On June 19 and 20 Swift Current RCMP Traffic Services officers pulled over a 30-year-old Strathmore, Alberta man just west of Kindersley for speeding.
During the routine traffic stop, officers became suspicious that Adam Turner may be transporting controlled substances. A subsequent search of the vehicle yielded 14.5 pounds of marijuana and six ounces of cocaine.
Note to wannabe drug traffickers: If you’re transporting illicit substances you might want to consider obeying traffic laws!
In honour of this week’s alleged dumb criminal, here is another edition of stupid criminals.
Poor choice of aliases
It’s a pretty standard tactic for a fugitive to give a false name to police in order to buy himself some time to escape. Two fugitives from California, Dustin Ilar and Daniel Mota, decided to do just that in Victoria, BC. The only problem was, these geniuses, both of whom were subject of arrest warrants used each other’s names. Surprise of surprises, Victoria police were somehow not fooled by the ruse.
Worst tattoo ever
Speaking of criminal masterminds attempting to elude detection with a false identity, Dylan Contreras of Twin Falls Idaho may take the cake.In April 2012, the then 19-year-old gave a false name to police. Perhaps he forgot that his real name was prominently tattooed on his forearm. No offence to Twin Falls police, but it didn’t take any refined investigatory skills to crack this case.
The Oscar doesn’t go to...
If you can’t fool authorities with a fake name, maybe a disguise might work. In October 2012 a 30-year-old Des Moines, Washington man came up with a foolproof plan to steal another man’s identity by donning a disguise. Joshua Pinney walked into a bank with bandages around his head and cheeks saying he’d just been in an accident. He produced a stolen Oregon identification and requested a new bank card. Apparently, Pinney doesn’t have much of a future in Hollywood makeup and special effects because bank employees immediately saw through his get up. When police pointed out he didn’t look anything like the man on the photo ID, Pinney said, “I know.”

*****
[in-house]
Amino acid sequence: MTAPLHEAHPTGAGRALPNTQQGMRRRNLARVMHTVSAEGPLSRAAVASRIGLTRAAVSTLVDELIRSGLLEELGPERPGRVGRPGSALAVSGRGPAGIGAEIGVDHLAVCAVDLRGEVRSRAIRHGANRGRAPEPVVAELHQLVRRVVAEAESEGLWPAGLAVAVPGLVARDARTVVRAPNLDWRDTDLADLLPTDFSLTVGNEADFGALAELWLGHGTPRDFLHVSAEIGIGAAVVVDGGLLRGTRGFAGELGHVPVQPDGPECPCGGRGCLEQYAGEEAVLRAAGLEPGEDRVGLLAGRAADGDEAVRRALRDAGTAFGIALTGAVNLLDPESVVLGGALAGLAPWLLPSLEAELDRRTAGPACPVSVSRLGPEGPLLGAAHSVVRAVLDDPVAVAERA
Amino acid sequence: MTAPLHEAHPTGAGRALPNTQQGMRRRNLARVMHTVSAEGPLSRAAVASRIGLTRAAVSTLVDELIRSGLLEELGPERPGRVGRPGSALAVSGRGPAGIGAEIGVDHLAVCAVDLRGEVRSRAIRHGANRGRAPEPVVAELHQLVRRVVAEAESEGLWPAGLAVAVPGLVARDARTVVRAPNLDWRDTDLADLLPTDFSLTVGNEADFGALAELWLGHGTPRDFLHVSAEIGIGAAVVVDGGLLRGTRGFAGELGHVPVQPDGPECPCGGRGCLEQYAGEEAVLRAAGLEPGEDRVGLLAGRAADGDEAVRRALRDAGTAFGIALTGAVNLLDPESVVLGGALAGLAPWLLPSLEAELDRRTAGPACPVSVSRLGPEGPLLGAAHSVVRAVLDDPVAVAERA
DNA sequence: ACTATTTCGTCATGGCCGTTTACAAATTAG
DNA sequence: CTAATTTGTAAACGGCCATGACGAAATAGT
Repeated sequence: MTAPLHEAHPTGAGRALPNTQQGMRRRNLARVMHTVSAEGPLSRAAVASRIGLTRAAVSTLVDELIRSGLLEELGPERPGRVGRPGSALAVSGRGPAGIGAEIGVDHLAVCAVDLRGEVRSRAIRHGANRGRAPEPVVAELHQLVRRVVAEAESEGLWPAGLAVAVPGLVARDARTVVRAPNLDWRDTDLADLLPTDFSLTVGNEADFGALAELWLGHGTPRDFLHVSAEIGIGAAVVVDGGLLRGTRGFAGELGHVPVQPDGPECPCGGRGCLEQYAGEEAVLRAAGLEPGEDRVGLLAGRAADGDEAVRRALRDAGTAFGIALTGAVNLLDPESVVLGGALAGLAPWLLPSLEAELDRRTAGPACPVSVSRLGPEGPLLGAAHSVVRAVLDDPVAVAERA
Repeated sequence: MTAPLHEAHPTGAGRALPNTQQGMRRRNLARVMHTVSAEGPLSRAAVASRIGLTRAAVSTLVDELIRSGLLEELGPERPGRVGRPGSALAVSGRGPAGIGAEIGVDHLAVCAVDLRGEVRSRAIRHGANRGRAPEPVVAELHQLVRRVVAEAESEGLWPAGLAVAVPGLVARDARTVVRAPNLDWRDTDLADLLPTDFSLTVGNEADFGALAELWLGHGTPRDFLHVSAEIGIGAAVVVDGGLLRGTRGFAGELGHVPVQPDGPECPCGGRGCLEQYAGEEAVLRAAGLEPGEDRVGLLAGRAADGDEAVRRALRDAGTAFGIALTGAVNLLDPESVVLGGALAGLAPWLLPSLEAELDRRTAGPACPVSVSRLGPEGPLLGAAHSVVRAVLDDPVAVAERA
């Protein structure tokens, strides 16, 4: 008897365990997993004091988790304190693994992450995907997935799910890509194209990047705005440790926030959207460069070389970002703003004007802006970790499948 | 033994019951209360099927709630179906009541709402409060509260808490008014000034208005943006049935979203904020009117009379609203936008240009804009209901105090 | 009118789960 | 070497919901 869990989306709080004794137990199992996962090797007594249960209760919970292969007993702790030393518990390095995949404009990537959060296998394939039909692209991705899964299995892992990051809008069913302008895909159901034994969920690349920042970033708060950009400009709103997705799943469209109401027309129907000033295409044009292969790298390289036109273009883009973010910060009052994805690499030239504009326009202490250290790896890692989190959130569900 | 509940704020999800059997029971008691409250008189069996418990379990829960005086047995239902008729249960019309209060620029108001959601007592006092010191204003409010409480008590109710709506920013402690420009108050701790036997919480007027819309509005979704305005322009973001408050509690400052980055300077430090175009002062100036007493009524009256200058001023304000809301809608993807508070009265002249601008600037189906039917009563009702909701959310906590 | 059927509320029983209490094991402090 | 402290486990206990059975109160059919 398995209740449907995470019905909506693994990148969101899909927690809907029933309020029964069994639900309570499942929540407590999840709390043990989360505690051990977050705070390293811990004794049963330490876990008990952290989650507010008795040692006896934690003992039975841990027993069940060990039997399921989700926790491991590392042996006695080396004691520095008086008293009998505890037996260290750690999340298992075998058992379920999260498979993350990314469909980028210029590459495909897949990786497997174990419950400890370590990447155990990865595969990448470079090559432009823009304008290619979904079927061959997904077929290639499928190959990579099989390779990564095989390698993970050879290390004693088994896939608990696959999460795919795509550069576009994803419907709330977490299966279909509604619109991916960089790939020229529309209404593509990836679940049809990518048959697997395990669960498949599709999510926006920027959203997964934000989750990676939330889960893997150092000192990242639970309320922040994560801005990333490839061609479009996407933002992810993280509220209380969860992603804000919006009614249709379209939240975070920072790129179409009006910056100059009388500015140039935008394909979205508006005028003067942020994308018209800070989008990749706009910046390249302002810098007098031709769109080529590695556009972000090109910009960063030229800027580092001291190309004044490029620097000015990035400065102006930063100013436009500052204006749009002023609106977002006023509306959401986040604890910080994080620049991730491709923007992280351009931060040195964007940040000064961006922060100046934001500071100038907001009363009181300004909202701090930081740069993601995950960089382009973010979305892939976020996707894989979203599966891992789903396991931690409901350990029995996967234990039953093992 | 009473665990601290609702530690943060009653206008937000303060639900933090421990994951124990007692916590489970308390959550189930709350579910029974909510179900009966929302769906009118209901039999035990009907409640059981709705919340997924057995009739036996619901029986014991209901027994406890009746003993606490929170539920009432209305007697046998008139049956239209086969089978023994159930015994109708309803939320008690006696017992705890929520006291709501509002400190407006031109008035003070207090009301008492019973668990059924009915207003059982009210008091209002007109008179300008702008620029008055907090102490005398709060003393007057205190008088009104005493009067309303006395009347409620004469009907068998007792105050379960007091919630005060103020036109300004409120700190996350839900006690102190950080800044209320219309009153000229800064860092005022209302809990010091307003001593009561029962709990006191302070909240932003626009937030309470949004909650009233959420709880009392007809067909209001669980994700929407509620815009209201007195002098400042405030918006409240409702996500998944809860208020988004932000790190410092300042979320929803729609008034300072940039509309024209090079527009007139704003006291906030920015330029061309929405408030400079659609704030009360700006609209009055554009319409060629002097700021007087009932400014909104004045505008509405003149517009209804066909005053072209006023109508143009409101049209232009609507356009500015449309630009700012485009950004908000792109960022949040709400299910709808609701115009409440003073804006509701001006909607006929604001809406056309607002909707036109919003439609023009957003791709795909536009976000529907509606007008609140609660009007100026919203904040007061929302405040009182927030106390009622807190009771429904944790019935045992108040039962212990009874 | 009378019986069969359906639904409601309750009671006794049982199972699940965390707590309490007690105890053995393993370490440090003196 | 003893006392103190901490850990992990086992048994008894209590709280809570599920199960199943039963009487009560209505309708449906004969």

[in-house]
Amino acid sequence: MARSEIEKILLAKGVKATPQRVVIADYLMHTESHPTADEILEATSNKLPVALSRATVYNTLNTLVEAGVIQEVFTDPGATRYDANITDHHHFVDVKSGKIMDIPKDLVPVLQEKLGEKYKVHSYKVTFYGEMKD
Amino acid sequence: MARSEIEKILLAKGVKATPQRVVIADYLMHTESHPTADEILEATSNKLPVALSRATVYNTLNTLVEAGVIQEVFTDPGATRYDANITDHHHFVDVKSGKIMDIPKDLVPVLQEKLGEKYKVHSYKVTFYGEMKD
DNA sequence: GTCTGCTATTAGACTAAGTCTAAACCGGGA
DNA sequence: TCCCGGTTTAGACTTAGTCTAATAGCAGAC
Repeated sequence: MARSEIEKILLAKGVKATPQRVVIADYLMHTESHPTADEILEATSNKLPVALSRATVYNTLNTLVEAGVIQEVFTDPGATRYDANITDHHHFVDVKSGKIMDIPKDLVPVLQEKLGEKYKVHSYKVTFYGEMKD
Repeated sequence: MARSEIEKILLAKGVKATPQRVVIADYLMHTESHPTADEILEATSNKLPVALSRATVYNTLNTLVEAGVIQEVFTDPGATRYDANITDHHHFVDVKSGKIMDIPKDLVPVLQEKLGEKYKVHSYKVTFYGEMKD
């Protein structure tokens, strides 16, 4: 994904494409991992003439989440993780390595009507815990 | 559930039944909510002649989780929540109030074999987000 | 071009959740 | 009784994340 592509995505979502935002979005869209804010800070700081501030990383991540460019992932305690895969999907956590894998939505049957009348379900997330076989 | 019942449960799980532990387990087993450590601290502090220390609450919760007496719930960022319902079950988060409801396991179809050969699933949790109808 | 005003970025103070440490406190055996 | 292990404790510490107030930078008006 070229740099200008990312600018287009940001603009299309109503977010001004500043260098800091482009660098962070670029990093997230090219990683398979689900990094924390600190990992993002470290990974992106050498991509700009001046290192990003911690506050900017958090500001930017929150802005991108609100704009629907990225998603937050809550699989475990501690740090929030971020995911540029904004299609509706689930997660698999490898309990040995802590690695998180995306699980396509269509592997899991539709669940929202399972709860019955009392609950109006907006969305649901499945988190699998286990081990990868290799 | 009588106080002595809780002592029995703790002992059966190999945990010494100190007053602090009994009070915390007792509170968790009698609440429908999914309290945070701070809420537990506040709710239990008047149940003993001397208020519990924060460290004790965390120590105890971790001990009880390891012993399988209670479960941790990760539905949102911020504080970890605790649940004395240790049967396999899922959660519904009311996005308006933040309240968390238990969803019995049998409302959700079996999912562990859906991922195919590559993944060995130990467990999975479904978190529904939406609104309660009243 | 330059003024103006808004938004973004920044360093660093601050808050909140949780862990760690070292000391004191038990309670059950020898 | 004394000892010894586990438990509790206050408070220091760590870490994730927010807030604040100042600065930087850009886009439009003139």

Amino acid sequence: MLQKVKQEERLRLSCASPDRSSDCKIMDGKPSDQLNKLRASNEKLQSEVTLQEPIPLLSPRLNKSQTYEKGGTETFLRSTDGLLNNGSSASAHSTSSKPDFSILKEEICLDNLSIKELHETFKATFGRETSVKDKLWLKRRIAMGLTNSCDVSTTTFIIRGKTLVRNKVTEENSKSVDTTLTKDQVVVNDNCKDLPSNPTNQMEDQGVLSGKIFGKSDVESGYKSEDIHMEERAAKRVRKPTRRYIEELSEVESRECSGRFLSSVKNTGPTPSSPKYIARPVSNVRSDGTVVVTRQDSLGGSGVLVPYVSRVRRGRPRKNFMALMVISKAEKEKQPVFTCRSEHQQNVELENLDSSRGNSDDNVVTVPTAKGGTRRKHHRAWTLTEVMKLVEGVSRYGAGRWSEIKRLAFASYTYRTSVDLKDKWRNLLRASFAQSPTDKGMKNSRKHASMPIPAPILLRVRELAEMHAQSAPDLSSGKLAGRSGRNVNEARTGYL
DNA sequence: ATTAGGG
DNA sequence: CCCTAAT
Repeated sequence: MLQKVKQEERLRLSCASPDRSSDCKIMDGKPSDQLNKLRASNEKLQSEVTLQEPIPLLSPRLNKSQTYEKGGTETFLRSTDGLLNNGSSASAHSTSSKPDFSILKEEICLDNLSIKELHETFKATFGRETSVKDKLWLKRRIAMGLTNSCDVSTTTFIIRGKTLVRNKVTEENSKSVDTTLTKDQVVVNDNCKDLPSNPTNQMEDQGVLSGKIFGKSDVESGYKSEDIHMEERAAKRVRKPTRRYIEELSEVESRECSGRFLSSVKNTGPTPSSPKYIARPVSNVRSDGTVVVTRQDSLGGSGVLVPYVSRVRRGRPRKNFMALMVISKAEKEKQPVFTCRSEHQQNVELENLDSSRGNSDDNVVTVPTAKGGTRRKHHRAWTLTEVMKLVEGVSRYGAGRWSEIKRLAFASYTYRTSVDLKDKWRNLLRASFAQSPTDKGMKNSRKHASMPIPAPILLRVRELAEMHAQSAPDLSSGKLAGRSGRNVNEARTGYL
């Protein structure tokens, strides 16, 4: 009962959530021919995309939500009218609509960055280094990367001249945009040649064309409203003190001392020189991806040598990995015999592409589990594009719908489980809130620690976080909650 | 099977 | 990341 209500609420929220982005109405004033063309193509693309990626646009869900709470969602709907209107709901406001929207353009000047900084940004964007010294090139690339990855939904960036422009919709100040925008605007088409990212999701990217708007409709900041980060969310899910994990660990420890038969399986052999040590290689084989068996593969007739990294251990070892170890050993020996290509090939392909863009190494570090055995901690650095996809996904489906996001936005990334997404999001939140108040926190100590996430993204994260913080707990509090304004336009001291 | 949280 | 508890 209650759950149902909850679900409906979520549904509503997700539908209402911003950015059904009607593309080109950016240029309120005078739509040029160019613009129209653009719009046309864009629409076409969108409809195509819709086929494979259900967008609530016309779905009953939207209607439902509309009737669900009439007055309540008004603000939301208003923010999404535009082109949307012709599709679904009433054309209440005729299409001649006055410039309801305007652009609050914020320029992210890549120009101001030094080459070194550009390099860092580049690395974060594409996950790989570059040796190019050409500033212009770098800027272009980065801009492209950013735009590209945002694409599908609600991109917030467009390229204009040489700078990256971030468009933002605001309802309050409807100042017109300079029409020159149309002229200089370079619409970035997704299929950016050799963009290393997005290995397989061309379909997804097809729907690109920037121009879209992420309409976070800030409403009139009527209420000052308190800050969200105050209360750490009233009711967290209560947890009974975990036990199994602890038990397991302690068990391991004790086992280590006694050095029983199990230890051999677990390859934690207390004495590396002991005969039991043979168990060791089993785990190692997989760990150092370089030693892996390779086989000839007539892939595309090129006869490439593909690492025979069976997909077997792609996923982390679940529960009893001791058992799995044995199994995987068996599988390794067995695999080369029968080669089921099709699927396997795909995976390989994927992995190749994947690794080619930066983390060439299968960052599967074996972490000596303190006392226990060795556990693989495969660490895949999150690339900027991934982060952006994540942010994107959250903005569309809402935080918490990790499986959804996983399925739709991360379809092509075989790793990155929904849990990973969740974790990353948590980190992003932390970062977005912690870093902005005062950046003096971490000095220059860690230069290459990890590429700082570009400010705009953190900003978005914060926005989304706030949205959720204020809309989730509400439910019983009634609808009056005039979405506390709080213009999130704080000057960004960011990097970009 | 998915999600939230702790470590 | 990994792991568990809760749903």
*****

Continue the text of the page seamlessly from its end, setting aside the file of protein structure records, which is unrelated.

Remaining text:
As plans go, it wasn’t the worst, but the execution didn’t go all that well for a would-be taxi robber in Florida. In November 2012, Terry Smith of Daytona Beach, Florida, successfully talked his way into the front seat of a cab, by claiming car sickness with the intention of robbing the driver. When the two men arrived at the destination, Smith attempted to grab the driver’s wallet and cell phone. He would have got away with it too, if not for a careless oversight. He left his own wallet in the car. The cabbie turned it over to police who arrested the man at his home for attempted robbery.
An alleged bank robber in Syracuse, New York was outraged that the teller at the bank he ripped off tried to rip him off. In October 2012, Arthur Brunbridge entered a bank and demanded $20,000. The teller initially refused, but relented handing over some cash. After leaving the bank, however, Bunbridge discovered the loot was light. He returned to the locked bank and starting banging on the door to get back in and collect the rest of the $20,000. Needless to say, Syracuse police were all over the suspect within seconds.
Marijuana grows best in a warm environment. Daniel Selmon, the cultivator of an Aurora, Illinois grow-op knew this so when forecasted frost threatened his crop, he came up with a, uh, rather unique solution. He lit a large bonfire to keep them warm.Of course, the sight of a bonfire burning at 3 a.m. attracted the attention of Aurora police, who upon investigating seized a number of plants that weighed in at 6.5 pounds, for felony possession and misdemeaner production charges.